Give local journalism a fighting chance against Big Tech

Republicans and Democrats disagree on much these days, but members of both major congressional parties believe Big Tech has unfairly taken advantage of local news outlets. Now, if only those lawmakers could pass a bill to give journalists a fighting chance.

This bill, the Journalism Preservation and Competition Act, was introduced in the House and the Senate. This would allow news organizations to negotiate as a group with tech companies such as Meta (Facebook) and Alphabet (Google) over how those companies use and pay for news content. Federal antitrust law currently prevents this type of coordinated trading. A federal arbitrator would oversee everything to ensure fairness.

An exemption – called a “safe harbor” – is necessary because Big Tech companies otherwise disregard news outlets, especially small bastions of local free press.

Individual newspapers, TV stations and other news outlets lack the power to negotiate from a position of strength with Google and Facebook for a greater reduction in the advertising revenue their content generates for the giants. social media.

If a local newspaper doesn’t like its deal, Facebook and Google are under little pressure to change the terms. Big corporations also don’t want to have to deal with every newspaper, TV station and other news outlet. If they could negotiate together, as allowed by the law on competition and the preservation of journalism, the union would be strength.

Over the past two decades, the number of people buying print subscriptions has declined. Online readership helps make up the difference, but online readers and viewers don’t generate the same amount of revenue through subscriptions and, importantly, advertising.

Google and Facebook take a significant chunk of online advertising revenue. They also appropriate news content to populate search results and put their own revenue-generating advertisements in front of readers. More than half of digital ad revenue stays with Big Tech instead of funding journalism.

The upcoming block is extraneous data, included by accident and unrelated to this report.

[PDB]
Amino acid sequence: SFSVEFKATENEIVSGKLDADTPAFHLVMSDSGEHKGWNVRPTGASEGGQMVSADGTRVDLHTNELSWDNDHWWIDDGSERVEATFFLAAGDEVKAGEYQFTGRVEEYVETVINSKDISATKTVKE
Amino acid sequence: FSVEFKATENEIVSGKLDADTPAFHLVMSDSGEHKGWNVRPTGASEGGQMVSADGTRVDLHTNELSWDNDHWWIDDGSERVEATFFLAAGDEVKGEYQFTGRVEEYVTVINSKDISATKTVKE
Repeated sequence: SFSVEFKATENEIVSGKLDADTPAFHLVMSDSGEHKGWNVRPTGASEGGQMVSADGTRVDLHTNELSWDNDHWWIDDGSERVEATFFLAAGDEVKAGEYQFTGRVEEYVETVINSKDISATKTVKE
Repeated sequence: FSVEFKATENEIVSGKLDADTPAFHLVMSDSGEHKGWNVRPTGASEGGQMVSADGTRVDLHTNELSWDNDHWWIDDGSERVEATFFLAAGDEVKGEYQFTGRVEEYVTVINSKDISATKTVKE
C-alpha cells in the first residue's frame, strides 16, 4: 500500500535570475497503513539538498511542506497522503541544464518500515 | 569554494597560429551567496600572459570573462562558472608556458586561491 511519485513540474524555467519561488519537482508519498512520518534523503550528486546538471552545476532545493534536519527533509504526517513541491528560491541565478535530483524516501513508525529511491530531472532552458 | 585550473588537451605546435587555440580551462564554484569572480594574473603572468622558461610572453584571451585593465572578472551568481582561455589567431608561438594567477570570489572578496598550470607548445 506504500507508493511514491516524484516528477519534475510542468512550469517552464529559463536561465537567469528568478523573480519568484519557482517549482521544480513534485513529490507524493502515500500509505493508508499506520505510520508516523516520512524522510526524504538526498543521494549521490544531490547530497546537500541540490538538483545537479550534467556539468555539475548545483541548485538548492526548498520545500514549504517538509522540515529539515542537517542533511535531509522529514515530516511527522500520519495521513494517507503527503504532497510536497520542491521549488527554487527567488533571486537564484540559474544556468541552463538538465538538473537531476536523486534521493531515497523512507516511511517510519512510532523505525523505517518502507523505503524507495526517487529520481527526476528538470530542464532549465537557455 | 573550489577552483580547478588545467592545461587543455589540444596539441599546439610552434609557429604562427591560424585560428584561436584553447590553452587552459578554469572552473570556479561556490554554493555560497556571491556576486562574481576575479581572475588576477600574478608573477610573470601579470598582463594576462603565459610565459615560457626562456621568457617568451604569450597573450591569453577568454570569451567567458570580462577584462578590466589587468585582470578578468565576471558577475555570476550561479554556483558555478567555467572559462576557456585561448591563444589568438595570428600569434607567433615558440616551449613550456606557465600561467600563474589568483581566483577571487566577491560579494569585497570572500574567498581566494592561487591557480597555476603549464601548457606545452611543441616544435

Falling revenues have forced many news outlets to downsize. Worse still, hundreds of newspapers across the country have closed in recent years, creating news deserts where there is no one to cover town hall and the school board. In this vacuum, the public lacks the tools to hold elected officials accountable and make informed decisions. Numerous studies have shown that without a local newspaper, a community is much more exposed to official corruption, wasteful spending, and misinformation.

This market-based approach, in which news organizations negotiate fair compensation for the content they produce, is preferable to other government interventions designed to help journalism. For example, some California lawmakers have proposed funding local news organizations directly with state grants. The problem with this idea is that it creates a conflict of interest and a risk that officials will try to influence media coverage for partisan or political advantage.

The Journalism Preservation and Competition Act has been making the rounds of Congress for a few years. Despite his bipartisan support, he hasn’t made much headway. North Bay Rep. Mike Thompson is a co-sponsor, and Rep. Jared Huffman told the editorial board he plans to sign on. It’s time to step aside and give local news a chance to break Big Tech’s grip on journalism.

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